Hong Kong police, protesters clash

Hong Kong police, protesters clash

Hong Kong police clashed with democracy protesters early Wednesday as officers cleared a park encampment and a tunnel that demonstrators had blocked on a major road outside the city’s government headquarters.

Dozens of demonstrators, mostly university students, were hauled away from the underpass on Lung Wo Road and in nearby Tamar Park as hundreds of police moved in before dawn ahead of the morning commute. Hours earlier, police used sledgehammers and chain saws to clear barricades from Queensway Road, reopening the main artery leading to the central financial district for the first time since the protests began two weeks.

“Absolute chaos reported in Tamar Park; protesters retreating as Hong Kong police advance, making arrests and firing pepper spray,” one Twitter user posted to #OccupyHK.

An Agence France-Presse photographer captured an officer spraying the chemical directly into the face of a protester standing with his hands up. A second photo showed the protester with his hands over his eyes as he was led away.

CCTV America reported later Wednesday morning that protesters had reoccupied Lung Wo Road.

Police said they acted because the protesters were disrupting public order and gathering illegally.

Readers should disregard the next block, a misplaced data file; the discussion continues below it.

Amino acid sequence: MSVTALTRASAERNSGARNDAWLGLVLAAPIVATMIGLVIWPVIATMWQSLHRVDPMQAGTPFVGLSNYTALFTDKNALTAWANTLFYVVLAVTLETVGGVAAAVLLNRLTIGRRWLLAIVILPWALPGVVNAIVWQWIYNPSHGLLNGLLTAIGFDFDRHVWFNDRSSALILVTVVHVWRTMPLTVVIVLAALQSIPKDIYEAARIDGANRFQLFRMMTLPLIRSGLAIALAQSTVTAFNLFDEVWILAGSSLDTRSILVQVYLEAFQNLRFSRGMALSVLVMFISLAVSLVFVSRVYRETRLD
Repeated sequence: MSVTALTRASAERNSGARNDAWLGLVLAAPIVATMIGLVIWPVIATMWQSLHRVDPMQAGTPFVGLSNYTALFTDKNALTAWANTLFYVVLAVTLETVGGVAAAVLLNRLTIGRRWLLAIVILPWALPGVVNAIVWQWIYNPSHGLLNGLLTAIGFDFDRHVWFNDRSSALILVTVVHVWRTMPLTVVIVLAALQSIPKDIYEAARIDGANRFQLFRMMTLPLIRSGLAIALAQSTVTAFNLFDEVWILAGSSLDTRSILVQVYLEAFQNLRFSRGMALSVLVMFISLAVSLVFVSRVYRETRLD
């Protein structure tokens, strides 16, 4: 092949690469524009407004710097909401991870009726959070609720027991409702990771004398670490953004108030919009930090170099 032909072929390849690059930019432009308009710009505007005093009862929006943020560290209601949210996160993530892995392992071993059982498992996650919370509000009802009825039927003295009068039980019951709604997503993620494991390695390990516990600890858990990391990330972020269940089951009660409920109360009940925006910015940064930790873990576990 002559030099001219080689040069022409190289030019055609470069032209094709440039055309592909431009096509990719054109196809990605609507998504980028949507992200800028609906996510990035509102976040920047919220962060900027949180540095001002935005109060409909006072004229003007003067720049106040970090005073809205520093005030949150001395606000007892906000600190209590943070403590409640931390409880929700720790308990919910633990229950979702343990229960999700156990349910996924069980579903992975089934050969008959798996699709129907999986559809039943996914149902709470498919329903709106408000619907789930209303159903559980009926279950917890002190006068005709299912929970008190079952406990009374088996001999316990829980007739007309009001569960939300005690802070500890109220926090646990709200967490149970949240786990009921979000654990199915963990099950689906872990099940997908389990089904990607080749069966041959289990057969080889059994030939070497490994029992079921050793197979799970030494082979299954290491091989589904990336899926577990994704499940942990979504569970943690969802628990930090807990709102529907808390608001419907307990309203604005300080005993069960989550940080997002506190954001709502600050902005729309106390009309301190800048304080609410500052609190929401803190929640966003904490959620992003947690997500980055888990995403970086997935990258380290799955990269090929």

Forty-five people — 37 men and 8 women — were arrested during the assault. Four officers were hurt by protesters kicking or hitting them with umbrellas, but none of those arrested were injured, police spokesman Tsui Wai-Hung told local television.

“I have to stress here that even though protesters raised their hands in their air it does not mean it was a peaceful protest,” he said.

A video posted to YouTube, however, shows a protester being led away by plainclothes police who then punch and kick him away from the crowd.

Activists continue to occupy encampments in the Admiralty and Mong Kok districts.

The civil disobedience began Sept. 28 to oppose having a pro-Beijing committee screen candidates for the 2017 election for chief executive, the semiautonomous territory’s first vote for its top leader.

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